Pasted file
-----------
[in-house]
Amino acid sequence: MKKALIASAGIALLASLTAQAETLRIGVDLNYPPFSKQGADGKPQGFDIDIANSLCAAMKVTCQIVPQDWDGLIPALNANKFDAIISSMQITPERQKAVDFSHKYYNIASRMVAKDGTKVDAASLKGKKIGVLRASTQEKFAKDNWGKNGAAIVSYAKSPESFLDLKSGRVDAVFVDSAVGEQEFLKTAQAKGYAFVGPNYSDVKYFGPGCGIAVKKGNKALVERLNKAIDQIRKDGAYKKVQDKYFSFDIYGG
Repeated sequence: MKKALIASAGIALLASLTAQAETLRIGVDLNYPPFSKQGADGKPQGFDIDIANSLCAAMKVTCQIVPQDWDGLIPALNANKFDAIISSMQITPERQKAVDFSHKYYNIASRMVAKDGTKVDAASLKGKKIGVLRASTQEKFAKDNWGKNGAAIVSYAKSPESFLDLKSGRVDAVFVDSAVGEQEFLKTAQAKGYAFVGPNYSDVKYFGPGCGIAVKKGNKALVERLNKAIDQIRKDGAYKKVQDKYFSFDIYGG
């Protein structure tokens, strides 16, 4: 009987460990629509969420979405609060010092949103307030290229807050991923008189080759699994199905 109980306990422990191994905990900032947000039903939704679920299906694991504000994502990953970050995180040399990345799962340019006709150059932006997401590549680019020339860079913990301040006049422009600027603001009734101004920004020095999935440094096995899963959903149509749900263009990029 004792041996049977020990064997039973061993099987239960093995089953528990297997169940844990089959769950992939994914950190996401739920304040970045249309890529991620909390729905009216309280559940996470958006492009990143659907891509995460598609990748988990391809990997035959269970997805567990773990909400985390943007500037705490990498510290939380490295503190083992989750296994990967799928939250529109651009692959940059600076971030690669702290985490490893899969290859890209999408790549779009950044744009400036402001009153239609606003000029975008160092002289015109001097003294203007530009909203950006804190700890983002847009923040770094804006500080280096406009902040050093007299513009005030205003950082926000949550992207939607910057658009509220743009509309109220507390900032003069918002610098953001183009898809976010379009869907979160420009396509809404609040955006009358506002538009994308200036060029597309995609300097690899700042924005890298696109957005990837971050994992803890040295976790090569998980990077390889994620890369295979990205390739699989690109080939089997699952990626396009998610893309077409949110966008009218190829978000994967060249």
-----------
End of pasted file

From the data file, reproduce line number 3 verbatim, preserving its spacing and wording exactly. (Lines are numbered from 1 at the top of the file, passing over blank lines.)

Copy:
Repeated sequence: MKKALIASAGIALLASLTAQAETLRIGVDLNYPPFSKQGADGKPQGFDIDIANSLCAAMKVTCQIVPQDWDGLIPALNANKFDAIISSMQITPERQKAVDFSHKYYNIASRMVAKDGTKVDAASLKGKKIGVLRASTQEKFAKDNWGKNGAAIVSYAKSPESFLDLKSGRVDAVFVDSAVGEQEFLKTAQAKGYAFVGPNYSDVKYFGPGCGIAVKKGNKALVERLNKAIDQIRKDGAYKKVQDKYFSFDIYGG